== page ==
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Pelvic Exenterations for Gynecological Malignancies: A Study of 36 Cases
  1. Manpreet Kaur, MD*,
  2. Steven Joniau, MD,
  3. André D’Hoore, MD, PhD,
  4. Ben Van Calster, PhD§,
  5. Erik Van Limbergen, MD, PhD,
  6. Karin Leunen, MD, PhD*,
  7. Freddy Penninckx, MD, PhD,
  8. Hendrik Van Poppel, MD, PhD,
  9. Frederic Amant, MD, PhD* and
  10. Ignace Vergote, MD, PhD*
  1. *Division of Gynaecological Oncology, Department of Obstetrics and Gynaecology, and Leuven Cancer Institute, University Hospitals of Leuven; Departments of
  2. Urology,
  3. Abdominal Surgery, and
  4. §Obstetrics and Gynecology and Leuven Cancer Institute, University Hospitals, KU Leuven; and
  5. Department of Radiotherapy-Oncology, University Hospitals of Leuven, Belgium.
  1. Address correspondence and reprint requests to Ignace Vergote, MD, PhD, Division of Gynaecological Oncology, University Hospitals of Leuven, Herestraat 49, 3000 Leuven, Belgium, European Union. E-mail: Ignace.Vergote@uzleuven.be.

Abstract

Objective Evaluation of surgical outcomes, survival, and morbidity associated with pelvic exenteration (PE) performed for gynecologic malignancies.

Methods Review of 36 consecutive patients who underwent PE between June 1999 and April 2010.

Results Pelvic exenteration was performed for cancer of the cervix (n = 18), endometrium (n = 9), vagina/vulva (n = 8), and ovary (n = 1). Four patients underwent PE as primary treatment and 32 patients for recurrent disease after pelvic radiotherapy. Median age was 57 years (range, 35–81 years). Bricker (n = 17), Mainz pouch (n = 10), and augmentation after bladder resection (n = 6) were used as urinary derivations. J-pouch coloanal anastomosis was performed in 14, colostomy in 13, and side-to-end anastomosis in 4 patients. There was no operative mortality. The most important postoperative complications were rectovaginal fistula (5), urinary leakage (2), vesicovaginal fistula (1), and sepsis (3). One of the 6 patients with a partial cystectomy developed a vesicovaginal fistula, which was successfully treated with a Martius flap. With a median follow-up of 78 months (range, 2–131) months, the 5-year overall and disease-specific survival (DSS) rates were 44% and 52%, respectively. Five-year DSS for cervical, endometrial, and vaginal/vulvar cancer was 44%, 80%, and 57%, respectively. Combined operative and radiotherapeutic treatment (CORT) was performed in 3 patients with pelvic side wall relapse. Of the 15 patients 65 years or older, a 5-year DSS of 71% was observed in comparison with 42% in the younger subgroup, and their complication rates were similar to the younger patient group. Thirteen patients (36%) reported to have psychological disturbances associated with stoma-related problems. Only 3 patients requested a vaginal reconstruction during follow-up.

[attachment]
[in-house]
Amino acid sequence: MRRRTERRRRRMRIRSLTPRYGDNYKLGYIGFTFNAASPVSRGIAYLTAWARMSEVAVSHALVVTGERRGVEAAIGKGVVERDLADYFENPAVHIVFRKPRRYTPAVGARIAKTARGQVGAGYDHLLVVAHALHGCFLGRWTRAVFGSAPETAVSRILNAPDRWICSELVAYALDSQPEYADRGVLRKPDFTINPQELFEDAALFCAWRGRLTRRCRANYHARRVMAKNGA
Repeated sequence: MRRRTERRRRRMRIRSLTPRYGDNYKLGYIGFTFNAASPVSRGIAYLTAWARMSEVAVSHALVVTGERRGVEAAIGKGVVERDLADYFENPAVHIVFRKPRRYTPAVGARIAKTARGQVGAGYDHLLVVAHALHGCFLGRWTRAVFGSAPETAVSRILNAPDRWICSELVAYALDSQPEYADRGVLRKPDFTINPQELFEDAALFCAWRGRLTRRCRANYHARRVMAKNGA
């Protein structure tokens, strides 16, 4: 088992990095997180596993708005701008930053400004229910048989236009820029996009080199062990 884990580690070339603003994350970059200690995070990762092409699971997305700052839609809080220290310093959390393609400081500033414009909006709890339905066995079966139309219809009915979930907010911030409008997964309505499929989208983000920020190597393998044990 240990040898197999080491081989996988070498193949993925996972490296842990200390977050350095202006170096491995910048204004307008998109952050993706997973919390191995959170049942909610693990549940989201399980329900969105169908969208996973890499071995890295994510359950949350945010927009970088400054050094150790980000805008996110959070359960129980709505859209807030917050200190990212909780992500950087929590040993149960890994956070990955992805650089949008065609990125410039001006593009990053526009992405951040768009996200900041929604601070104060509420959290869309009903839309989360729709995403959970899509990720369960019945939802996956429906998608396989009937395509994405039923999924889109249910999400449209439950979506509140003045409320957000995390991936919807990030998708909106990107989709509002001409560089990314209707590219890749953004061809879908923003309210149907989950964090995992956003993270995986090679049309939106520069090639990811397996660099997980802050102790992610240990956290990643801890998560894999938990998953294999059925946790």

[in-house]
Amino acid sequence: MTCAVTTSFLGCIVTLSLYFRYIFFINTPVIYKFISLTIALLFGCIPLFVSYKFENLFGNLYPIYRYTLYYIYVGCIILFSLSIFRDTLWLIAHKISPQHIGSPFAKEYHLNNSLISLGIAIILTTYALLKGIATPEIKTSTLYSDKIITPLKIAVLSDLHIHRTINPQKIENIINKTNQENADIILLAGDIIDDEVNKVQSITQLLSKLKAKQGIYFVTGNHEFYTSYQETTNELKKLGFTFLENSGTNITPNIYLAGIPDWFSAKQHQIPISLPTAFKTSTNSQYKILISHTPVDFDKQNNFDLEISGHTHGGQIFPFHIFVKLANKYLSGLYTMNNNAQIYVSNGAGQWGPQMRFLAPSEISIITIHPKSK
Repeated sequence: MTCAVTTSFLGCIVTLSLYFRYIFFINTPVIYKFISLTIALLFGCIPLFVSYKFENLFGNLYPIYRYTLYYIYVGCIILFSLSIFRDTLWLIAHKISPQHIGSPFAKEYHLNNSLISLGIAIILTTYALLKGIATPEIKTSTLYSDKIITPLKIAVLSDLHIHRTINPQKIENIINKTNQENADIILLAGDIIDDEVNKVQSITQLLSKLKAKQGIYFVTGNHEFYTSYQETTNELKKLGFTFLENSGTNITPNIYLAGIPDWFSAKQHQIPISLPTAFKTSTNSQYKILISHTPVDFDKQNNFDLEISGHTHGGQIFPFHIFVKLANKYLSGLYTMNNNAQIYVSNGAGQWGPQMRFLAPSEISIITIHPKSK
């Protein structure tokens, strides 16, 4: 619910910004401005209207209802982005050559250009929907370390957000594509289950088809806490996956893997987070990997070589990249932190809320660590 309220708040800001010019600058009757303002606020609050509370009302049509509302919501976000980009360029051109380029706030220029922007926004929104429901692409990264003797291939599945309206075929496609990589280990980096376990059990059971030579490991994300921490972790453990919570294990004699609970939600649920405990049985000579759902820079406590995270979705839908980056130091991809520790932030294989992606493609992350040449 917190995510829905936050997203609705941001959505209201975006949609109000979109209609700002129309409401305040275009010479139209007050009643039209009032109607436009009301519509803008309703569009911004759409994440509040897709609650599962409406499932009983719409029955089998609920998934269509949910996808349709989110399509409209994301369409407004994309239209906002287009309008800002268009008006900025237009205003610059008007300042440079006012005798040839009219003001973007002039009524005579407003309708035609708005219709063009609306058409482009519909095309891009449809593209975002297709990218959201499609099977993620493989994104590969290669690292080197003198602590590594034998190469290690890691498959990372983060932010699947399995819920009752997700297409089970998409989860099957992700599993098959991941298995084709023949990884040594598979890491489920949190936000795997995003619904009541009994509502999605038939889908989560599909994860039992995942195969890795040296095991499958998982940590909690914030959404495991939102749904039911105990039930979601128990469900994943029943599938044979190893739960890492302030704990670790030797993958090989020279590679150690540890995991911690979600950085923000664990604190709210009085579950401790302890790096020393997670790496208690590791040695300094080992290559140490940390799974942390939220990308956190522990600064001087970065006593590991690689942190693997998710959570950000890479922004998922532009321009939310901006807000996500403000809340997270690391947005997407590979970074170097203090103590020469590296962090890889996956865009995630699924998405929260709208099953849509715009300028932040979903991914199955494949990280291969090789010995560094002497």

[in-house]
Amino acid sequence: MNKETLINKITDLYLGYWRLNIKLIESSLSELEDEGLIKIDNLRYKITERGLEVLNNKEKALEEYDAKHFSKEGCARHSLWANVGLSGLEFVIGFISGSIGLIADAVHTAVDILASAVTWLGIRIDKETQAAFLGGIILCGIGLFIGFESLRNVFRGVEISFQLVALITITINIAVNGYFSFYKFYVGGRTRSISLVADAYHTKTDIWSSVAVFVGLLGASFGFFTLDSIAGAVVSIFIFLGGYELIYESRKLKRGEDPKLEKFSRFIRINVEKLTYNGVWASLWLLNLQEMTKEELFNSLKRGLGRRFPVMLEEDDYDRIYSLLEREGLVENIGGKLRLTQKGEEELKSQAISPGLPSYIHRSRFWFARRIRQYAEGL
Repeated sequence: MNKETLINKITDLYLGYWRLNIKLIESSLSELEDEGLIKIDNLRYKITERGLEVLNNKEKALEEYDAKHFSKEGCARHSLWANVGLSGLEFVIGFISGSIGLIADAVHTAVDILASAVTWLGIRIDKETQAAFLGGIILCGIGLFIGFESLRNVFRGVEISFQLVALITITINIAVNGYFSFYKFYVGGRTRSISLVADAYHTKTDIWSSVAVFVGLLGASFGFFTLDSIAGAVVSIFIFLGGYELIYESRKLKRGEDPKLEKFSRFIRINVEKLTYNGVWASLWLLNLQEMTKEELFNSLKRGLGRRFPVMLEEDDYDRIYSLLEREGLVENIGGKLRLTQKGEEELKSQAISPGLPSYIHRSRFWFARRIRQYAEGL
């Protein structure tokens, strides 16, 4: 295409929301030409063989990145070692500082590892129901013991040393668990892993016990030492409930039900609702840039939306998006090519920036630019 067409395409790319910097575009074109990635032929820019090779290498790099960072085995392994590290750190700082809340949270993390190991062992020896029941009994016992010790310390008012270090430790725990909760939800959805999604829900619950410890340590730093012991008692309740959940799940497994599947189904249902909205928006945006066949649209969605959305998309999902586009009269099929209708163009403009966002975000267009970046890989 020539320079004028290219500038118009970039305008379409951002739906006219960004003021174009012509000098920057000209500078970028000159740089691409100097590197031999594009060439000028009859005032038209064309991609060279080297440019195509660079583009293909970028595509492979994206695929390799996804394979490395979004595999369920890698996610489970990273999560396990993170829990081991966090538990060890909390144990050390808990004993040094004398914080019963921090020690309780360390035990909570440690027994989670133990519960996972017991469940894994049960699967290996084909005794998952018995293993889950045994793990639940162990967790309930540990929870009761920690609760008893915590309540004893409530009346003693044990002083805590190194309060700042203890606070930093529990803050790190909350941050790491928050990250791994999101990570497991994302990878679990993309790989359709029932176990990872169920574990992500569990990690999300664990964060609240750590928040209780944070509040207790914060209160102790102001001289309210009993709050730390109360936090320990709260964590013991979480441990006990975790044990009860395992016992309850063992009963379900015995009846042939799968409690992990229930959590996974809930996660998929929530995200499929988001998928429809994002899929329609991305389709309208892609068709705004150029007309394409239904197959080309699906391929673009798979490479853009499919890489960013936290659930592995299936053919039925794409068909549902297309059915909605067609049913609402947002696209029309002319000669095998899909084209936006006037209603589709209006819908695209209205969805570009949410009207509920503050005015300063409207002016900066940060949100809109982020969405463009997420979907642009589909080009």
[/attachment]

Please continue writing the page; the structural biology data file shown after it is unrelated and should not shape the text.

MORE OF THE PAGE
Conclusions Pelvic exenteration offers a sustained survival with an acceptable morbidity in patients with advanced or recurrent gynecologic cancer. Older age was not associated with higher morbidity/mortality in this series.

  • Pelvic exenteration
  • Gynecological malignancies
  • Surgery
  • Survival
  • Complications
  • Radiotherapy
  • CORT

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Footnotes

  • The author declares that there is no conflicts of interest.

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